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Designer and trainer Ted LoCascio shares his experience using Adobe Photoshop Elements 9 to combine images and create unique photo projects in this workshop, which is set up to mirror a typical Elements workflow. Learn how to make difficult selections quickly and easily and how to harness the true power of Elements by working with adjustment layers, clipping masks, and layer masks. Then apply everything you've learned by creating some example compositing projects from scratch.
One of the easiest ways to combine image layers in Photoshop Elements is to lower the opacity of image layers and also apply blend modes, and I'd like to show you how to do that now with this movie. I'm currently in the Elements organizer application and I'd like to access some specific exercise files to open up inside of the Elements editor application. I'm going to go under the display menu up here in the upper right. I'm going to choose Folder Location. I'm going to access the working with layers sub-folder. I'm going to select dancers.tiff. Hold down the Cmd key on the Mac or the Ctrl key in Windows and also select city.tiff.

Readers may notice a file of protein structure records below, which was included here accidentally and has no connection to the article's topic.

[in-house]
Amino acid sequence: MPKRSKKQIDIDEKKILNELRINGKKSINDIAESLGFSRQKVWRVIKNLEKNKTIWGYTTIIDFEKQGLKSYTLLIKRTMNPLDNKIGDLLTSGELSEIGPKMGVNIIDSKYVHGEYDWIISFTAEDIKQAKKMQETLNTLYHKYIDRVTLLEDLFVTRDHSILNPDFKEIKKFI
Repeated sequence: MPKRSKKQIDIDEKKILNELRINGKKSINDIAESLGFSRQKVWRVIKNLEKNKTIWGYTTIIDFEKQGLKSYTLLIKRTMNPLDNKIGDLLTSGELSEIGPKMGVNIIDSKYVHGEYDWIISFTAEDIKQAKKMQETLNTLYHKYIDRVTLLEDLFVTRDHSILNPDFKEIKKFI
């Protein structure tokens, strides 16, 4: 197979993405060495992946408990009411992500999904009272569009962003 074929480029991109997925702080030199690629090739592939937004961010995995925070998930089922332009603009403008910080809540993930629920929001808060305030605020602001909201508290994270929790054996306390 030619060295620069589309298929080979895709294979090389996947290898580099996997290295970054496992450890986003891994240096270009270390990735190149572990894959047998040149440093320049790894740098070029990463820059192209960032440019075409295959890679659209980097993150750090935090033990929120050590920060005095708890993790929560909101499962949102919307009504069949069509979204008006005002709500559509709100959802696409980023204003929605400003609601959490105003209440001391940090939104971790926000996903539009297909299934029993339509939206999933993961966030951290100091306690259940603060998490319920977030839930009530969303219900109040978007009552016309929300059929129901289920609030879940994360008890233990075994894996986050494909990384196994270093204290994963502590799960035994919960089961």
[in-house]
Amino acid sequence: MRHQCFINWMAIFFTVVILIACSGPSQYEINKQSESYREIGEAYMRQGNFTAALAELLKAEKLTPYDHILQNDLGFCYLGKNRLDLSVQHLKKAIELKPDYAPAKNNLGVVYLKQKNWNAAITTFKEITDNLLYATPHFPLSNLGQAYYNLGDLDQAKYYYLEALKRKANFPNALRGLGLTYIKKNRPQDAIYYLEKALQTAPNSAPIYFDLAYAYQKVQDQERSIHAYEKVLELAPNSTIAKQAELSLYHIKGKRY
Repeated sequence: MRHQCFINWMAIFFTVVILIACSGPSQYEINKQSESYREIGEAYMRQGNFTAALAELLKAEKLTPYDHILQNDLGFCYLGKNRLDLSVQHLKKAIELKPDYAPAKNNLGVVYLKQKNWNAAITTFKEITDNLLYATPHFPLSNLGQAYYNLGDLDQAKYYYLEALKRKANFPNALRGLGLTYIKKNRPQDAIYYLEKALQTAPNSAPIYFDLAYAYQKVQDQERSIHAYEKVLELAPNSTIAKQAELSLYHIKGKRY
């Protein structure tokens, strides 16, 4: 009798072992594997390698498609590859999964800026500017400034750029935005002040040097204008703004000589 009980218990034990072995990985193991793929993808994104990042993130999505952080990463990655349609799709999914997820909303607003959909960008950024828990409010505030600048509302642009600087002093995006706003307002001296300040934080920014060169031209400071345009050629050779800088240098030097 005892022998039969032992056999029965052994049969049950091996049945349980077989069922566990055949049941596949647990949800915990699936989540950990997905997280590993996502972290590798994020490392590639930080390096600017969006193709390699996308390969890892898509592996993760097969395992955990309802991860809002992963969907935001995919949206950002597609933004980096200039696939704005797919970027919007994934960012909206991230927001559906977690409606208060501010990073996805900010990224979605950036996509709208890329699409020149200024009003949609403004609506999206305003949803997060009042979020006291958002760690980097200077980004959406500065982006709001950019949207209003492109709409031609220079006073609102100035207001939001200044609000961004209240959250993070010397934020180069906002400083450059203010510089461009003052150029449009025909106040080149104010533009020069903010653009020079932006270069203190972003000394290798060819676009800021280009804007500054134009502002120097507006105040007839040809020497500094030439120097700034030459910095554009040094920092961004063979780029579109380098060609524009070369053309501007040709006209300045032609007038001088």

I have both images now selected, and I choose fix. Choose full photo edit from the fix tab. That opens up both of these images. Inside of the Elements editor application. Okay great, now I have both of these images open. I'm going to position them side by side without docking them into one another. We're docking them into the work area. And with the mood tool selected, I'm just going to click and drag. The dancers.tiff image into the city image.